When in the middle of this epic commotion, I can only imagine it’s comparable to being buried alive. You can’t move, no matter what you do. You’re at the mercy of the crowd. Fortunately, I was told beforehand to “keep your arms high, if not, they’ll be pinned at your sides.”
With each breath, you feel the strain of your muscles, ribs and lungs. And with each breath, you feel your body’s expansion take over the space of your neighbors. Those ice–cold temperatures are long gone, and now you’re entire body is dripping with sweat, your eyes weigh heavy, utter exhaustion ensues. But what can you do? There’s no backing out of this mess now.
I closed my eyes at times, conjuring images of Dante’s Inferno, trying to decide which circle of Hell we’d landed in. It’s all rather gruesome from the inside, really. Shouts echo through the temple, a noise I’ve never heard replicated. After the sticks are thrown, it’s a twenty–thousand strong grudge match, every man for himself. Jason ended up with a rib broken, ambulance sirens rang loudly through the town’s narrow streets, and the smell of sweat, alcohol and BBQ hung low over us all. But not once was I not thankful to be there, previewed to something most in this world will never see, let alone do.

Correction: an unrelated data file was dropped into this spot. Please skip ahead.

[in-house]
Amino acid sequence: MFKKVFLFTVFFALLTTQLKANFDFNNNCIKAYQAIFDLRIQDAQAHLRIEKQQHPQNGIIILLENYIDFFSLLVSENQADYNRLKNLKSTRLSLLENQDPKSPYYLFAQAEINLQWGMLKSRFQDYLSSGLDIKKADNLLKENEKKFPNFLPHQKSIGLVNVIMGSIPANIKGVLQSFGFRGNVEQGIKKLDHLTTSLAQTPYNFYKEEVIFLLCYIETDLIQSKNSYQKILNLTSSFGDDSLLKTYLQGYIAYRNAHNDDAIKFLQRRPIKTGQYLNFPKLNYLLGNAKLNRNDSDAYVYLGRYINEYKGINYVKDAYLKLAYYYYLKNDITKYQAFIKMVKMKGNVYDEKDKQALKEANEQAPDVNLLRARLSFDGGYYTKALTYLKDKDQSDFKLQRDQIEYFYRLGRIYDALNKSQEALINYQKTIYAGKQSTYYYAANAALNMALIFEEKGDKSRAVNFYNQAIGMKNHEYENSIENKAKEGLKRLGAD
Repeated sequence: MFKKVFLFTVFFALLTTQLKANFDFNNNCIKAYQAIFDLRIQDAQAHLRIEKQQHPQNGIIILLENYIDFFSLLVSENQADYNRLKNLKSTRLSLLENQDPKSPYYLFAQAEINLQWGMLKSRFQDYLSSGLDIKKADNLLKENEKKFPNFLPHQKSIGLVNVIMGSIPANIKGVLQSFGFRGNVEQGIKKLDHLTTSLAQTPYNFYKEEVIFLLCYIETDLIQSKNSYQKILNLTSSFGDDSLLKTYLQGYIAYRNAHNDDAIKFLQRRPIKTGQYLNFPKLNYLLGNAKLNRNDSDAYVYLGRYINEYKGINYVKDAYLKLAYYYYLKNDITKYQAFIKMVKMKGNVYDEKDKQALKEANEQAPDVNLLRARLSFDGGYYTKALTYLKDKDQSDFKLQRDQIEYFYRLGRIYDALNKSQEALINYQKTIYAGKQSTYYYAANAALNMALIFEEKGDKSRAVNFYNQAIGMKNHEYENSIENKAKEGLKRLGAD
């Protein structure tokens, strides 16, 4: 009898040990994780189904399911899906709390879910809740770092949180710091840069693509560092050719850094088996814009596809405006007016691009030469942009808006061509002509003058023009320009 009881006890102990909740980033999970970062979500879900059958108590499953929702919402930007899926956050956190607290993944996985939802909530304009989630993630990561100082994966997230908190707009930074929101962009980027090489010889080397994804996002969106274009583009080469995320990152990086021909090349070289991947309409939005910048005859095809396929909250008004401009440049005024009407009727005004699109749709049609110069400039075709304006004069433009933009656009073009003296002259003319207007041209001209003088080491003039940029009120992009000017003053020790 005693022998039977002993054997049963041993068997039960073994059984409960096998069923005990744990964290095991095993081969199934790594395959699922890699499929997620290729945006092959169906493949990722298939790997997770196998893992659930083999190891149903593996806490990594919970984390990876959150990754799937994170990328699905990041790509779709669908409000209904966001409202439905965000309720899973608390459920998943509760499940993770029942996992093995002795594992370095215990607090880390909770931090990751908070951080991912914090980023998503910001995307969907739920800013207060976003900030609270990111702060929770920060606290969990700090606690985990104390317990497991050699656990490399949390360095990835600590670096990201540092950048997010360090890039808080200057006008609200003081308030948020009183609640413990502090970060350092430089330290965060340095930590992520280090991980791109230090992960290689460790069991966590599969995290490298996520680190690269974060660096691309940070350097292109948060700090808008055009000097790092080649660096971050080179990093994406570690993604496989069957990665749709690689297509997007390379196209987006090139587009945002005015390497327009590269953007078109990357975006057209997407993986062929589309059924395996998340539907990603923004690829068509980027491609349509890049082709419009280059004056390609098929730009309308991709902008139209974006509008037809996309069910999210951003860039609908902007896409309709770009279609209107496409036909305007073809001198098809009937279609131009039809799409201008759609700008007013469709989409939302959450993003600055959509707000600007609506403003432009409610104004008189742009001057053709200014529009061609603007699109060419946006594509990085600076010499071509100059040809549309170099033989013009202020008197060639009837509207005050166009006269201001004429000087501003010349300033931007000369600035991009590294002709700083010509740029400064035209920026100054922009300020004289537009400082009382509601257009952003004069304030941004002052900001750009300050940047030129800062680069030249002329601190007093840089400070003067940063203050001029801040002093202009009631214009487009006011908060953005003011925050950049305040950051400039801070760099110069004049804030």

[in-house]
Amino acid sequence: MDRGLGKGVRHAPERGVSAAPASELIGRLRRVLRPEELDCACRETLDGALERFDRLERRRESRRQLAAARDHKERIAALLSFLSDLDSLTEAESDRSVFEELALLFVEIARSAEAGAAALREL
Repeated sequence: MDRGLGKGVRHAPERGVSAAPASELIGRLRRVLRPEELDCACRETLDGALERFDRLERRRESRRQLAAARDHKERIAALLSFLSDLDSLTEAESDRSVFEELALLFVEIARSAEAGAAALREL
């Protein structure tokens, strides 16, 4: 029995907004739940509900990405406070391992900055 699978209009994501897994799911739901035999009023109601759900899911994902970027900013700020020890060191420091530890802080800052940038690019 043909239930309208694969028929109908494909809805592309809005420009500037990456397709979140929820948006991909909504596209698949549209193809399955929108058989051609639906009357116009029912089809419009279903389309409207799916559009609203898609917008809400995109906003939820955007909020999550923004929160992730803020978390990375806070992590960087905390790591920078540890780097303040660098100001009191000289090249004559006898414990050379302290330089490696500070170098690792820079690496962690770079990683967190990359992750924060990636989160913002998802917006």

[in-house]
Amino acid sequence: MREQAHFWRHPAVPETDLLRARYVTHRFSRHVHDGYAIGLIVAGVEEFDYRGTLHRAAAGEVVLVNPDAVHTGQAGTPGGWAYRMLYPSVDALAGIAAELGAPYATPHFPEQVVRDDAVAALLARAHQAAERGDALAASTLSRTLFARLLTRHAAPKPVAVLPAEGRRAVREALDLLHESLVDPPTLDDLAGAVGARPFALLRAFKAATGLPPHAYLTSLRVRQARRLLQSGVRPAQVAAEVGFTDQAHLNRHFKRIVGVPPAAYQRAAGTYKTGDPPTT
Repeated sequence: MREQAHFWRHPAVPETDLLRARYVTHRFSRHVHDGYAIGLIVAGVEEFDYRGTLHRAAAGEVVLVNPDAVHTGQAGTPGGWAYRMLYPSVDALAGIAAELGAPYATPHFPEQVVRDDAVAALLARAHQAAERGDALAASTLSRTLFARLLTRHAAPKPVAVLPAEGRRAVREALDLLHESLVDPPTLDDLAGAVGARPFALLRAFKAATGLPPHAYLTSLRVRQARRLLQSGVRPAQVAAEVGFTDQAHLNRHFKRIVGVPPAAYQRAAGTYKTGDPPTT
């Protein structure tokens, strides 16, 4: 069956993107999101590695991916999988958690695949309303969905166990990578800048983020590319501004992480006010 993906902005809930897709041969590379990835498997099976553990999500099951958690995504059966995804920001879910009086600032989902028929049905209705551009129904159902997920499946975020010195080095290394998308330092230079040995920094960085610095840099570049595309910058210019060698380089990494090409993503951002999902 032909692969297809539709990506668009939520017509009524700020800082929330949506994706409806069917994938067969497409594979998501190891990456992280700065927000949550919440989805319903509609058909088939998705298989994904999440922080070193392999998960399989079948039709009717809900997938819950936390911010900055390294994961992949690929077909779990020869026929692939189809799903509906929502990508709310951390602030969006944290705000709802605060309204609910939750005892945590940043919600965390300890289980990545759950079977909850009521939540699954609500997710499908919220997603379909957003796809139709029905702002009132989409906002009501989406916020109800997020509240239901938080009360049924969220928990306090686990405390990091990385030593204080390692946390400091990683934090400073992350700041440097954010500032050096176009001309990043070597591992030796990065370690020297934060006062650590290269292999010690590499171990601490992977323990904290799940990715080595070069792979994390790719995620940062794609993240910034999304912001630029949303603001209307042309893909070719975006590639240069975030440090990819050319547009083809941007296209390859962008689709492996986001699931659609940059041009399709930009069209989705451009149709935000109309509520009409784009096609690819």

In 2010, we didn’t come up with any of those lucky sticks. But in 2011, I made my second appearance at the Hadaka Matsuri, and then, I was able to bring one of those good luck sticks back out of Hell and past the temple gates, the official Finish Line. So yes, once isn’t enough, you’ll be hooked It was 100% worth it. Best of all, I’ve had one year of good luck, thanks to those bamboo sticks.